I spend a lot of time on author websites, and today want to highlight two pages you should focus on to ensure yours is effective (and awesome!)
I’m sure you may have heard a lot of marketing-speak when it comes to building an effective author website. Phrases such as “marketing funnel,” “call to action,” and “lead magnet.” I spent plenty to time developing those for authors I work with.
But there are more foundational aspects of a website that are critical to get right. You see, I spend a lot of time research authors and reaching out to invite some of them to be a guest on my podcast. As someone who is actively trying to showcase the work of an author, to understand their creative vision better, and to connect with them, I often find that the two most important pages on their website are broken.
Let’s dig in:
Your Contact Page
It is not uncommon for me to be on an author’s Contact page and find myself at a dead end, confused, and even frustrated at times. Too many authors don’t share a clear and simple way to contact them.
So my first piece of advice is to simply have a Contact page. Why? Because the entire point of a website is that you want to have a place to communicate about your writing and life as an author. Consider who you may be communicating with.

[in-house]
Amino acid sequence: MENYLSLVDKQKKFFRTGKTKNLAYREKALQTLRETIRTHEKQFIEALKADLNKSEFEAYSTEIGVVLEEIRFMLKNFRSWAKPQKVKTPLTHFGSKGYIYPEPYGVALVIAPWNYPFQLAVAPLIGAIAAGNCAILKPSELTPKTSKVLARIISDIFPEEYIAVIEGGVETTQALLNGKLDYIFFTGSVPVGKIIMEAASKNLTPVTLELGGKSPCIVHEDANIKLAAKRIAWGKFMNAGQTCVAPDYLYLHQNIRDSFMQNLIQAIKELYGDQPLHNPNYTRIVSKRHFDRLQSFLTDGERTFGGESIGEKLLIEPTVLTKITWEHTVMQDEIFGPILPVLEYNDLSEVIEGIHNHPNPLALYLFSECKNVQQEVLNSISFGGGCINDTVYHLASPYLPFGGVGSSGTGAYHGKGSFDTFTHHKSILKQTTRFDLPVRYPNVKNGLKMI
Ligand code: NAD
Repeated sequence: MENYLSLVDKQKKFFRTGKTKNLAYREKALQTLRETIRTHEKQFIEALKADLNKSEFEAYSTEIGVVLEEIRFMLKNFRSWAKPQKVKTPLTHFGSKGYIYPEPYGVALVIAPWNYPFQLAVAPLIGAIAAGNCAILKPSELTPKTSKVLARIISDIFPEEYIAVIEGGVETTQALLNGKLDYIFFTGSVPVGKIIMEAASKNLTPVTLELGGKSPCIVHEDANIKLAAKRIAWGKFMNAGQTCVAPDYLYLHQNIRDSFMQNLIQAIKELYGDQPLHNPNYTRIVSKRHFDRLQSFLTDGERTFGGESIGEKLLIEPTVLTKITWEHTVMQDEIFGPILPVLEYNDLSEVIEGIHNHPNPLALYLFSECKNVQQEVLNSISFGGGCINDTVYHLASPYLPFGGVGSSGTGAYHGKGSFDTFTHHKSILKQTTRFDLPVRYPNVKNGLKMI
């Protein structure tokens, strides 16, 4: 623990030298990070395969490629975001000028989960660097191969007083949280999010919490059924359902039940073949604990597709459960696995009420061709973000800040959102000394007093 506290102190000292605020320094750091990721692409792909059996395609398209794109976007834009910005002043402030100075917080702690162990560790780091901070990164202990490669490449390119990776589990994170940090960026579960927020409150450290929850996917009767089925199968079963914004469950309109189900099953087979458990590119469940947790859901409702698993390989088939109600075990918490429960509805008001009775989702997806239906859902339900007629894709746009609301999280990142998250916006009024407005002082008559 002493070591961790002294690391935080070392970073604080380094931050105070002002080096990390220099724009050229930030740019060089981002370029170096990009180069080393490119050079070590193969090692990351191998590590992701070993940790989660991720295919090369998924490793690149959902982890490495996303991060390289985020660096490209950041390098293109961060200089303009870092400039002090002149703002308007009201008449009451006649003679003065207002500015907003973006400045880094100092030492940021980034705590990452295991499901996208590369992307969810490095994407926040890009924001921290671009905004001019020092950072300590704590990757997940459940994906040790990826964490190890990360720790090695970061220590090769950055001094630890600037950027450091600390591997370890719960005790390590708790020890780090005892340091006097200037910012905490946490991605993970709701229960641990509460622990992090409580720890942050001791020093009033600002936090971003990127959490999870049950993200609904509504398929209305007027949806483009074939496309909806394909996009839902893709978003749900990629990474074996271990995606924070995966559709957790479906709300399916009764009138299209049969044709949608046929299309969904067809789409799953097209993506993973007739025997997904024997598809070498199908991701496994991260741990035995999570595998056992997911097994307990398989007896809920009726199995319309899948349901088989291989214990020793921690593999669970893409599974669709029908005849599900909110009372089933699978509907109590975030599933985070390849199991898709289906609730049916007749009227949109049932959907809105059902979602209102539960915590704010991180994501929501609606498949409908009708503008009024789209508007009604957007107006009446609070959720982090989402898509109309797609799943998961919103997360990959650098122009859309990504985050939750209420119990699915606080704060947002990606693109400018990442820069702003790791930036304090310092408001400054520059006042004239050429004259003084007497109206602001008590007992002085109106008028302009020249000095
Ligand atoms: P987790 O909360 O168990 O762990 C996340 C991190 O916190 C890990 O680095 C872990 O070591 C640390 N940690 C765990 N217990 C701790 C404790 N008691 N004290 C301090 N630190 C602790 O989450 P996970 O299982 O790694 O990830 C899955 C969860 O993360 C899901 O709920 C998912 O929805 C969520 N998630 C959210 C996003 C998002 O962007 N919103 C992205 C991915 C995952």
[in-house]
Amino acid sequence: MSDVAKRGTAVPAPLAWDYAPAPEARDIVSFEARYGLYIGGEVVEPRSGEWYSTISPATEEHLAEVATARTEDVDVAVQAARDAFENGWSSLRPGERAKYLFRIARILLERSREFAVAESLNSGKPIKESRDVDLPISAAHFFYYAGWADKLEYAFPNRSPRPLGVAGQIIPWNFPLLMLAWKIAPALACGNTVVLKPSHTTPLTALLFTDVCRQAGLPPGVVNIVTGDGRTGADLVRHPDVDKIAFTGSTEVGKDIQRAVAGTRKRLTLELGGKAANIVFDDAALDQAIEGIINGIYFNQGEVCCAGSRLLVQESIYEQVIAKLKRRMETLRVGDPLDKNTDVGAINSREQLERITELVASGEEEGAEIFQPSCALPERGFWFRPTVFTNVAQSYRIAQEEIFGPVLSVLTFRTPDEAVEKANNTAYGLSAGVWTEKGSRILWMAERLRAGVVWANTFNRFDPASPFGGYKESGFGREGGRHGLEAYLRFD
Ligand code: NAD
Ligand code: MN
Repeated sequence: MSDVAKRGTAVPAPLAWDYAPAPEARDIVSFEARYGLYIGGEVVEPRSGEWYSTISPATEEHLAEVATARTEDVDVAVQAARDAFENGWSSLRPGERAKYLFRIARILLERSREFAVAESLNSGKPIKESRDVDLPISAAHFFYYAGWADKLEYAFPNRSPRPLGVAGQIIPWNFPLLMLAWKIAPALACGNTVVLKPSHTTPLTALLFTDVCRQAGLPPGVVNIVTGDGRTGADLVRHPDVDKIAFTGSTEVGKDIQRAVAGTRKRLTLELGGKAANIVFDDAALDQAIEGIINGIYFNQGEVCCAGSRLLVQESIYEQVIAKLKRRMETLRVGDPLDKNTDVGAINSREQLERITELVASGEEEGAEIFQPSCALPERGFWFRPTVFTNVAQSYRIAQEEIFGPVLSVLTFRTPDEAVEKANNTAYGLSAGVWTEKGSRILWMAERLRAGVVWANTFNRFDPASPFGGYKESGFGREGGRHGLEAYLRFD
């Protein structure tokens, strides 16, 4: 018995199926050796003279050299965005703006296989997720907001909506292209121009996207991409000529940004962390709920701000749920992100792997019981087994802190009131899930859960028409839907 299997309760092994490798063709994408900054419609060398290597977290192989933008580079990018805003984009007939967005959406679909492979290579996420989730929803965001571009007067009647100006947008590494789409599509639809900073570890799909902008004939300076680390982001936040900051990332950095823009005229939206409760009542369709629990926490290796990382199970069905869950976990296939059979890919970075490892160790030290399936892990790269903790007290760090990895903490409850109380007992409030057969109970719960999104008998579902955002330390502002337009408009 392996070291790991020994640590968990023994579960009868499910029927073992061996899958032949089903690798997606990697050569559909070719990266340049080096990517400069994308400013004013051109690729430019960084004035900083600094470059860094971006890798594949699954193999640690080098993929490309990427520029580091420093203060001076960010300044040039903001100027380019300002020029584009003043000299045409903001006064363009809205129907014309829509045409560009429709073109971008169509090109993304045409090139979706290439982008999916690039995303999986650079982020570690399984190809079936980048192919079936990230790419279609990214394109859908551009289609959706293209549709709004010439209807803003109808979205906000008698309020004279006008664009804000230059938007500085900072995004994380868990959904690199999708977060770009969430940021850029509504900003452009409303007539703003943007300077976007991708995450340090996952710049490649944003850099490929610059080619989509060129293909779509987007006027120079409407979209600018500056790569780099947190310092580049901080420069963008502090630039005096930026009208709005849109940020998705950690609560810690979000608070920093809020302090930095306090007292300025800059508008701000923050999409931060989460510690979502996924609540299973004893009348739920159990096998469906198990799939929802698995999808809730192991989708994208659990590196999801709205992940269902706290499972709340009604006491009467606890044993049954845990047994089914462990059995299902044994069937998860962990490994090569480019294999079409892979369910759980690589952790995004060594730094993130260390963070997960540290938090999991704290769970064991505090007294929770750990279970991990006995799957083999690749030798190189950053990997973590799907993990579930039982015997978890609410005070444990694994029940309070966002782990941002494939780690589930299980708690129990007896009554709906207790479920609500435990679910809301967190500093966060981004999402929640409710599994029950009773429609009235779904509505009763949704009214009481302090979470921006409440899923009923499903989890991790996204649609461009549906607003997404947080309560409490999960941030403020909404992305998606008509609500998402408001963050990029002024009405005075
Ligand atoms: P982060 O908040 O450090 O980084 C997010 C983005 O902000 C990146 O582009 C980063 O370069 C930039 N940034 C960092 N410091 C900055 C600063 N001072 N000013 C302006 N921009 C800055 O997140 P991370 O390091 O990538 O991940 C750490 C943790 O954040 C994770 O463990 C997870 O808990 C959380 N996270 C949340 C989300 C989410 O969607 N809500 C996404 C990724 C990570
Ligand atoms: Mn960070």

What if one of those people wants to represent your work in the marketplace — an agent or editor. What if someone wants to ask you to be a speaker at a literary festival, or invite you to be a guest on a podcast? What if they have a question about your books? What if someone wants to tell you that your work moved them?
There should be a link on your website navigation bar that says “Contact” and a page that offers clear instructions on how you prefer to be contacted.
I would encourage you to provide a direct email address, and not use a contact form. This is probably the most controversial advice I’ll share on this topic. In my experience, contact forms tend to break eventually. Sometimes it is an issue of it being outdated, an old bit of code that stops working years later. But often it is because the contact form was setup years ago by the creator and it directs the messages to an old email address that the author doesn’t use anymore.
The author never even realizes that people are trying to reach out and going into a black hole.
If you are concerned about putting your primary email address out on the web because of spam, then create a secondary email address just for your public author correspondence. In most email programs, you can easily route this right into your main inbox, or to where you can see it very easily.
If you do use a contact form, don’t have it double as your newsletter sign up form. I have seen this and it is confusing because I’m not sure if the author will even see my email, or if I simply joined their newsletter list. Also, it feels a bit odd to require me to sign up for your newsletter if I want to email you.
A lot of Contact pages will have lists of options such as:
“For publicity inquiries, contact my publisher at firstname.lastname@example.org”
“For rights inquiries contact my agent at email@example.com”
Now, if you are an author who is unable to field all of the many inquiries you receive, I totally understand if you have to do this. But if you are not drowning in people trying to contact you, don’t pass me on to other people unless you really need to.